Following the passing of the Workers Compensation Legislation Amendment Bill 2012, the landscape of workers’ compensation in New South Wales has significantly changed. The new laws change the way workers’ compensation benefits claims are assessed and paid, and will affect the majority of all new and existing workers’ compensation claims.
The changes are a significant win for employers, as the former scheme was suffering a $4.1bn deficit, and had it continued, employer premiums would have immediately increased by as much as 28%. While the majority of changes have already come into effect, some of the changes will be phased in over the next 12 to 18 months.
Return to work obligations – important changes
- The changes mean a worker who is able to work must, in co-operation with the employer or insurer, make reasonable efforts to return to work in suitable employment, and may request their employer to provide such suitable employment.
- The employer must comply with this request so far as it is practicable.
- WorkCover inspectors are now authorised to issue employer ‘Improvement Notices’ if they believe the employer is not meeting their obligations in this regard.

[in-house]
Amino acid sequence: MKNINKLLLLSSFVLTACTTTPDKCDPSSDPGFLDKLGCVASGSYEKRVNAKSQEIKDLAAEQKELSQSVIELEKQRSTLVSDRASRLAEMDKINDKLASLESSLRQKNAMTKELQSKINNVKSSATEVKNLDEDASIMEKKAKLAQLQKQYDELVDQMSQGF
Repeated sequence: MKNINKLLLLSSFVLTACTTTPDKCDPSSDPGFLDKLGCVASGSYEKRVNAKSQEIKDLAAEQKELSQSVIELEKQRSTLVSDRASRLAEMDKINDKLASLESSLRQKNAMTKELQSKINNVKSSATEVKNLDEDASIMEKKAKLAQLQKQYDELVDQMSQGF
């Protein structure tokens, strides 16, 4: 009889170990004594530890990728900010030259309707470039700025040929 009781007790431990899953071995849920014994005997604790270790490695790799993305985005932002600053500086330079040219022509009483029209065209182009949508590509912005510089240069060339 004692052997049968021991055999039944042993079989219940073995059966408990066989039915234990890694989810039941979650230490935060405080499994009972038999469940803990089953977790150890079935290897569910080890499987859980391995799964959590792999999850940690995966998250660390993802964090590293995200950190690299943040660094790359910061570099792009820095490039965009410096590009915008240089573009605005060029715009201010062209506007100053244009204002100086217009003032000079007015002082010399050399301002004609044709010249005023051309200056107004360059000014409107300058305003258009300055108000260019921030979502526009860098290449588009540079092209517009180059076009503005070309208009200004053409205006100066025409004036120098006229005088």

- In addition, it is an offence for the employer if they fail to meet their obligations, subject to a penalty of up to $11,000. If a worker who is able to work fails to make reasonable efforts to do so, he or she may have their weekly payments suspended or – in extreme cases - terminated.
Other key features of the transitional arrangements include:
- Seriously injured workers who have been receiving long-term weekly benefits and whose whole person impairment is more than 30% can move from $432.50 per week, to the transitional rate of $725. WorkCover is taking steps to apply the new benefits to these workers as soon as practicable.
- During the first 26 weeks of incapacity payments, the amount paid will be the same as under the existing rules;
- Claimants who have already received 26 weeks of payments and have an ongoing entitlement will be paid according to the transitional rate that is significantly more than the current basic statutory rate of payment; and
- The existing weekly payment rules will continue to apply until the person has undergone an individual work capacity assessment. Due to the large number of people receiving payments, it may take more than 12 months for all existing claimants to undergo work capacity assessment.
- Workers will be given three months’ notice of any changes to their weekly benefits due to the new laws. The most seriously injured workers will not be subject to work capacity assessments unless they wish to have one.
For further information on the changes, visit the NSW workers compensation fact sheet available here or visit www.legislation.nsw.gov.au
*Stay tuned to HC – tomorrow we reveal 10 expert tips on how to improve your workers compensation claims outcomes